Stats and Info also breaks down the Thunder's effectiveness this year against Kobe:
"Bryant struggled mightily with his shot against the Thunder in three games this season – 24.3 points per game on 30.7 percent from the field (23-75) – down from his season averages of 27.9 points and 43.0 percent.

But Bryant particularly struggled against Sefolosha, going just 9-33 (27.2 percent) from the field this season when Sefolosha was the primary on the ball defender against him (Sefolosha played in two of three games against the Lakers this season). Since Sefolosha’s first full season with the Thunder back in 2009-10, Bryant has shot just 39.6 percent (72-182) from the field in the 360 minutes he’s been on the floor with Sefolosha (six postseason games in 2010 included)."

OKC's ability to supplement Sefolosha's defense with Harden's gives Thunder coach Scott Brooks a lot of flexibility. He can pull Sefolosha -- a more limited offensive player -- without fearing Bryant will automatically dominate in his absence or require heavy double-teaming. The Lakers will need to show some creativity in how they get the ball into Kobe's hands, using more screening action allowing him to catch on the move in multiple locations, rather than isolated on the wing.

Good post play will also help, drawing eyes and attention away from Bryant, affording him more freedom.

One more thing could impact Kobe's offensive output: How often he's matched up at the other end against OKC's All-Star point guard Russell Westbrook.

(Read full post)

First Look: Lakers vs. Oklahoma City

May, 13, 2012
5/13/12
10:55
AM PT
Kamenetzky By Brian Kamenetzky
ESPNLosAngeles.com
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Dilip Vishwanat/Getty Images
High on the list of intriguing storylines in this series will be the battle between the NBA's two leading scorers.

The prospect of facing the Oklahoma City Thunder in the postseason has for most of the season conjured incredibly pessimistic images for Lakers fans. As the regular season wound down you could practically hear Adrian's pre-Drago speech to Rocky ringing throughout the city as most prayed the Lakers would leap through whatever logistical hoops required to avoid the Thunder until the Western Conference finals. But steadily the Lakers built momentum, solving some of their road woes and finding some actual support in the supporting cast.

Two games into their first-round matchup against Denver, things looked even better. Four games after that, they seemed much, much worse. Saturday, a strong performance pushed the Lakers through Game 7, finally earning a date with those very Thunder, starting Monday night in Oklahoma City. Nobody, save those viewing the world entirely through purple-and-gold-colored glasses, will make them a favorite -- nor should they. But despite the inconsistent effort vs. Denver, it's not out of the question the Lakers, through strong post play, attention to detail defensively, the intensity shown eliminating the Nuggets, and perhaps a healthy dose of ultra-rustic Siberian training can give OKC a genuine test.

Maybe even pull the upset?

The series features serious star power, with each team trotting out a high-end big three. Oklahoma City's combo of Kevin Durant, Russell Westbrook and James Harden brings, among other things, scoring punch and athleticism, while the Lakers counter with the length, experience and skill of Kobe Bryant, Pau Gasol and Andrew Bynum. Lovers of subplots and intrigue will have a field day, too, starting with the NBA's two leading scorers facing off in a battle of old vs. new guard. Metta World Peace and Harden will share the floor for the first time since this happened. Bynum and Gasol each have narratives to repair.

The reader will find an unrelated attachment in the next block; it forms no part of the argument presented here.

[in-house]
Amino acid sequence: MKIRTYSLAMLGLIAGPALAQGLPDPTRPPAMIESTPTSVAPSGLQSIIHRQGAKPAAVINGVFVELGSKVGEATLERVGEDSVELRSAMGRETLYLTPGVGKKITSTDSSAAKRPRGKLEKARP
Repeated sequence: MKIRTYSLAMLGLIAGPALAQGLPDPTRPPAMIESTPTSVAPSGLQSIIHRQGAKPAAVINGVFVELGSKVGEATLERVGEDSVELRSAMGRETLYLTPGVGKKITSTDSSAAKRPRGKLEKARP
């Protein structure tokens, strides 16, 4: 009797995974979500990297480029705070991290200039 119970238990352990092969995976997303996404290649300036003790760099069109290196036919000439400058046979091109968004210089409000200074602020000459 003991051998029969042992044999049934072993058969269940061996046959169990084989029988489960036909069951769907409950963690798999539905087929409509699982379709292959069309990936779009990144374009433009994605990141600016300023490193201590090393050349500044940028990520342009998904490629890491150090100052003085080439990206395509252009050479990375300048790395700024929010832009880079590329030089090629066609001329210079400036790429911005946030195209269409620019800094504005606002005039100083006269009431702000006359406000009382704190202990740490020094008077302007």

And, of course, the Lakers face a motivated Derek Fisher in a playoff series. The citizenry fears getting .4'd.

With all that in mind, here's a first look at the matchup ...

SEASON SERIES -- Oklahoma City 2-1

1. Thunder 100, Lakers 85 (Feb. 23, Chesapeake Energy Arena): The Lakers finished the first quarter up 23-19, but were outscored by 19 the rest of the way. Bryant finished 7-of-24 from the field, while Durant popped for 33.
2. Thunder 102, Lakers 93 (March 29, Staples Center): Again, L.A. got up early but was thoroughly outclassed after the first quarter. Durant and Harden were relatively quiet, but Westbrook went off for 36. Again, Kobe struggled (7-of-25).
3. Lakers 114, Thunder 106, 2 OT (April 22, Staples Center): The Lakers limited OKC to 14 fourth-quarter points, erasing an 18-point deficit and pushing the game to OT. Kobe again struggled overall (9-of-26), but hit huge shots late and ate up Westbrook (3-of-22) defensively. Big games for Gasol and the Lakers' bench.

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Lakers Late Night Replay -- Game 7 vs. Denver (plus postgame video)

May, 12, 2012
5/12/12
11:42
PM PT
By the Kamenetzky Brothers
ESPNLosAngeles.com
Archive
The Lakers move on after a fairly epic 96-87 win over the Denver Nuggets in Saturday's Game 7 at Staples Center.

Up next, the extremely well rested Oklahoma City Thunder.

On tonight's edition of LLN, we hit on...
  • Huge, and hugely redemptive, games for Andrew Bynum and Pau Gasol.
  • An excellent return from exile for Metta World Peace.
  • A very good game for Kobe Bryant, who made Denver pay for double teaming him.
  • Steve Blake filling a big void for the Lakers from the perimeter.
  • The next series. What kind of odds should the Lakers get against the Thunder?
Watch live streaming video from espnlosangeles at livestream.com


Click below for more video from Kobe, Bynum, Gasol, Blake and World Peace:

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SPONSORED HEADLINES

TEAM LEADERS

POINTS
Nick Young
PTS AST STL MIN
17.9 1.5 0.7 28.3
OTHER LEADERS
ReboundsP. Gasol 9.7
AssistsK. Marshall 8.8
StealsJ. Meeks 1.4
BlocksP. Gasol 1.5